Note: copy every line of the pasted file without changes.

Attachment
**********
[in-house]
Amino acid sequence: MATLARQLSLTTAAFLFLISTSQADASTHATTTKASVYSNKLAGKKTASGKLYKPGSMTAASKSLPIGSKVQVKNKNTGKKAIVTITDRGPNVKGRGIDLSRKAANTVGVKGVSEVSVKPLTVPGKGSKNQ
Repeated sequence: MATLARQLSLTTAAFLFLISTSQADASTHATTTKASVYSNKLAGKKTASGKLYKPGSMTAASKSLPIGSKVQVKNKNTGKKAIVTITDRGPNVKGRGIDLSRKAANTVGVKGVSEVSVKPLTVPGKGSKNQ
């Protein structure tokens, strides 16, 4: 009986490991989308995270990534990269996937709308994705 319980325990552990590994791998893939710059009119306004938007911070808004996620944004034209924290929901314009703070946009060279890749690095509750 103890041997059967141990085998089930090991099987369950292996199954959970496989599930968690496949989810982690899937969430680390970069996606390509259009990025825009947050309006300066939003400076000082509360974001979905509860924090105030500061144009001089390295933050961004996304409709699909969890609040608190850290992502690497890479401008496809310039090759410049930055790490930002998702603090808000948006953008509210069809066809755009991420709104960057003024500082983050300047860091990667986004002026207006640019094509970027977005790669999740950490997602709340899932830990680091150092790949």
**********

[in-house]
Amino acid sequence: MATLARQLSLTTAAFLFLISTSQADASTHATTTKASVYSNKLAGKKTASGKLYKPGSMTAASKSLPIGSKVQVKNKNTGKKAIVTITDRGPNVKGRGIDLSRKAANTVGVKGVSEVSVKPLTVPGKGSKNQ
Repeated sequence: MATLARQLSLTTAAFLFLISTSQADASTHATTTKASVYSNKLAGKKTASGKLYKPGSMTAASKSLPIGSKVQVKNKNTGKKAIVTITDRGPNVKGRGIDLSRKAANTVGVKGVSEVSVKPLTVPGKGSKNQ
């Protein structure tokens, strides 16, 4: 009986490991989308995270990534990269996937709308994705 319980325990552990590994791998893939710059009119306004938007911070808004996620944004034209924290929901314009703070946009060279890749690095509750 103890041997059967141990085998089930090991099987369950292996199954959970496989599930968690496949989810982690899937969430680390970069996606390509259009990025825009947050309006300066939003400076000082509360974001979905509860924090105030500061144009001089390295933050961004996304409709699909969890609040608190850290992502690497890479401008496809310039090759410049930055790490930002998702603090808000948006953008509210069809066809755009991420709104960057003024500082983050300047860091990667986004002026207006640019094509970027977005790669999740950490997602709340899932830990680091150092790949």